Photo credit: Depositphotos
By Joel Landau
The coronavirus pandemic has brought into sharper focus what had already been widely known, even before the outbreak — that the healthcare supply chain is stretched too thin.
In February — i.e., before the worst of the crisis had struck the U.S. — just 11 percent of hospital representatives believed that supply chain management in the medical sector was comparable to that in other industries, and 46 percent said they managed their supply chain no better than “moderately well.”
It should come as no surprise, then, that once the pandemic took hold in March, there were widespread shortages of personal protective equipment (PPE) and other supplies. Nor should it be a surprise that Steve Cottrell, president of the compliance consultancy firm Maetrics, wrote in a white paper in August that there is a “need to re-assess operations” in the healthcare industry, in the hope that it could lead to “increased business efficiency and streamlined processes.”
Two months earlier Karen Conway, vice president of healthcare value for the Global Healthcare Exchange, noted that the supply chain had always been “one of the biggest challenges” during past outbreaks, like SARS, H1N1 and Ebola. She added that in the case of COVID-19 the situation was worsened by the fact that supplies made in China and typically distributed in the U.S. were instead commandeered by the Chinese government. That, coupled with American demand that extended beyond hospitals to nursing homes, led to the shortages that have become all too common.
A report on Supply Chain Dive showed just how problematic it can be for the U.S. to be dependent on foreign sources in a crisis. Fully 80 percent of the pharmaceutical ingredients come from overseas, most often India and China, and before the pandemic fully half of the world’s surgical masks were produced in the latter nation.
So the answer to the question posed in the title of this piece is very obviously this: No, the healthcare supply chain will never look the same again. In fact, it shouldn’t look the same again. It needs to be overhauled, so that essential products can be moved more efficiently to hotspots throughout the world.
Thankfully, there is a higher level of awareness now. The pandemic has served as something of a call to action for healthcare leaders, alerting them to the fact that change is in order. That they need to take into account metrics other than cost. That there should be greater dependence on domestic and near-shore suppliers. That new technology should be implemented to increase efficiency.
That same Supply Chain Dive report noted that officials are well aware of the problem, citing a PwC survey showing that one-third of the U.S. healthcare CFOs place supply chains among their top three priorities. The caveat is that cost containment still tops the list. The other caveat is one pointed out by Spend Matters chief research officer Pierre Mitchell in an interview with Conway — that once the pandemic subsides, these same officials will have short memories about the scope of this problem.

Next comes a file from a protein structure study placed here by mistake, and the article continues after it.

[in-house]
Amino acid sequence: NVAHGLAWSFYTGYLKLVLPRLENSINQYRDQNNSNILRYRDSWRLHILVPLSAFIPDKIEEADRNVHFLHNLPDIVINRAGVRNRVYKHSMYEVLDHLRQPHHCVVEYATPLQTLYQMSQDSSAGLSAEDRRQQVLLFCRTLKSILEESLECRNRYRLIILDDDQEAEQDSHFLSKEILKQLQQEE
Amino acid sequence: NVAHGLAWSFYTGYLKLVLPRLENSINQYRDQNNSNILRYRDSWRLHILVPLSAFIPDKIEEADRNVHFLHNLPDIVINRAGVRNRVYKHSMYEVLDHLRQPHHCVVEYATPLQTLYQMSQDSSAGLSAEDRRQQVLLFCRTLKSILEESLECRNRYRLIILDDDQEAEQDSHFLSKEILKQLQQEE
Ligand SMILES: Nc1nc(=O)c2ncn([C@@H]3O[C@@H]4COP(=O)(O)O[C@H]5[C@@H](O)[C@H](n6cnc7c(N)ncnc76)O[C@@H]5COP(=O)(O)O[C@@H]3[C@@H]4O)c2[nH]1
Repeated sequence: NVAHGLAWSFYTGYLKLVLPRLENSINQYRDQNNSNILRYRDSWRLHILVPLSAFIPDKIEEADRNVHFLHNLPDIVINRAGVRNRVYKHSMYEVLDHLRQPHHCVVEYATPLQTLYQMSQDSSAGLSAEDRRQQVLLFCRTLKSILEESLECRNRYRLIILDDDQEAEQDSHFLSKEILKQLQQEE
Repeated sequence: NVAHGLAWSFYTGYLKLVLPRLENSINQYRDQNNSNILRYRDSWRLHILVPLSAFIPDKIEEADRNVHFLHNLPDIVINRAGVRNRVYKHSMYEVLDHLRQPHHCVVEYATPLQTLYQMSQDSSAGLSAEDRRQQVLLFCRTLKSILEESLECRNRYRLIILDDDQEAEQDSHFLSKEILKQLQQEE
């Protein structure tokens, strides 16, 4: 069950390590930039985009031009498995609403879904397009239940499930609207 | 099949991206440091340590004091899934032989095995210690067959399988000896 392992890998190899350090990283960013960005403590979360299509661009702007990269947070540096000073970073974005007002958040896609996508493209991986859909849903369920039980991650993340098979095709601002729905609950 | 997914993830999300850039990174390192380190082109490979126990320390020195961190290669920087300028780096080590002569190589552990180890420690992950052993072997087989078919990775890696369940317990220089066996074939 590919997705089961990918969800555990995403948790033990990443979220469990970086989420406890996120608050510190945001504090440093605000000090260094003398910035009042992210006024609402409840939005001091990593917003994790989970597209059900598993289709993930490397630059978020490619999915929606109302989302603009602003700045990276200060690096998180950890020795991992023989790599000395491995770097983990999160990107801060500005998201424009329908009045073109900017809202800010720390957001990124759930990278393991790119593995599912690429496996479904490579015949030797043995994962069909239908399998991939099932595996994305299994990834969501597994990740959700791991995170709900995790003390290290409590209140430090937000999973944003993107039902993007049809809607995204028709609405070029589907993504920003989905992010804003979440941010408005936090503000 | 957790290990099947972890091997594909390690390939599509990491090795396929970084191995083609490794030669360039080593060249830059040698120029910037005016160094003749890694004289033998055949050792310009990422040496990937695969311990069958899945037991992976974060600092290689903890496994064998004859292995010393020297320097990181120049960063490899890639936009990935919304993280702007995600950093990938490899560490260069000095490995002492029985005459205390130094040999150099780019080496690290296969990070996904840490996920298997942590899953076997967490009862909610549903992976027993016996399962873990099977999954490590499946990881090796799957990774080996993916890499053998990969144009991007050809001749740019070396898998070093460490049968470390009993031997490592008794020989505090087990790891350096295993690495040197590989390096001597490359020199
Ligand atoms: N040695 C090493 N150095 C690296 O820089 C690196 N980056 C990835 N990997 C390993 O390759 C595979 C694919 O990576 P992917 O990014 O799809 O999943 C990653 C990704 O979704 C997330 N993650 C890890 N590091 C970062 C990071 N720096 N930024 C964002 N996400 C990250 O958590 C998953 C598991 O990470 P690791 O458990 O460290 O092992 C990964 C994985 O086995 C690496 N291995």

That would be incredibly short-sighted, given the fact that experts believe another pandemic is “inevitable.” That doesn’t mean that these same problems need to be repeated, however. Conway emphasized it will require the efforts not only of the federal and state governments but the suppliers and healthcare facilities to unearth permanent solutions. She also touched on the reasons for offshore production — how it’s not just a matter of savings, but the fact that there are “very significant markets” in places like China and India.
She is convinced that will now change.
“Every country in the world is talking about the need for more domestic production,” Conway said. “I do believe we will see investments in advanced manufacturing capabilities that make it easier to build product in the United States, often closer to the point of use, and in a manner that creates more flexibility for all involved.”
There have in the past been examples of adaptation, as when Ford, GM and Tesla responded to the ventilator shortage early in the pandemic by producing them at their plants instead of vehicles. (The U.S. built so many of those machines, in fact, that it has developed a glut.) But there clearly needs to be a more extensive, more consistent shift toward domestic production, in anticipation of future crises.
It is no less clear that technology needs to play a greater role in supply chains of the future. Specifically, the Internet of Things (i.e., the IoT, or the world of interconnected devices) and distributed ledger technology (DLT, a fixed, transparent digital ledger usually associated with cryptocurrency), can be combined to resolve tracking challenges. Those difficulties can be considerable, too, given the fact that over half the world’s products require shipment over a border.
But in a supply chain of the future, any party at any point in the process has access to real-time information about a product’s status, either through sensors or bar codes affixed to that product. Paperwork is minimized, and the system optimized.
There is little question it is high time for change; the current pandemic has made that abundantly clear. And as much as new, improved approaches will help at present, they will mean that much more in the future, given the challenges that likely await. Healthcare leaders are well aware of that now, and going forward supply chains figure to be better for it.